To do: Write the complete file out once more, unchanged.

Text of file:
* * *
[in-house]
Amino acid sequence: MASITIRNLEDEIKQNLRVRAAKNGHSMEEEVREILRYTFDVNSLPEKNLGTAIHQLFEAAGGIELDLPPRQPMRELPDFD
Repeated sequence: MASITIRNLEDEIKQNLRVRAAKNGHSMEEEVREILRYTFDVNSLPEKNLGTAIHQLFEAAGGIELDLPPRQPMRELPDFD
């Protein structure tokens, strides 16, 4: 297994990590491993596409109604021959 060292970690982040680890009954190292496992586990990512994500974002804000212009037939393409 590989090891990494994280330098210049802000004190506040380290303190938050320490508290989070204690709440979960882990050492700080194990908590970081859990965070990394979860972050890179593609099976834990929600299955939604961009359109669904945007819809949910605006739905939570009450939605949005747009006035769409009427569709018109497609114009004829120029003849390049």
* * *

[in-house]
Amino acid sequence: MASITIRNLEDEIKQNLRVRAAKNGHSMEEEVREILRYTFDVNSLPEKNLGTAIHQLFEAAGGIELDLPPRQPMRELPDFD
Repeated sequence: MASITIRNLEDEIKQNLRVRAAKNGHSMEEEVREILRYTFDVNSLPEKNLGTAIHQLFEAAGGIELDLPPRQPMRELPDFD
């Protein structure tokens, strides 16, 4: 297994990590491993596409109604021959 060292970690982040680890009954190292496992586990990512994500974002804000212009037939393409 590989090891990494994280330098210049802000004190506040380290303190938050320490508290989070204690709440979960882990050492700080194990908590970081859990965070990394979860972050890179593609099976834990929600299955939604961009359109669904945007819809949910605006739905939570009450939605949005747009006035769409009427569709018109497609114009004829120029003849390049």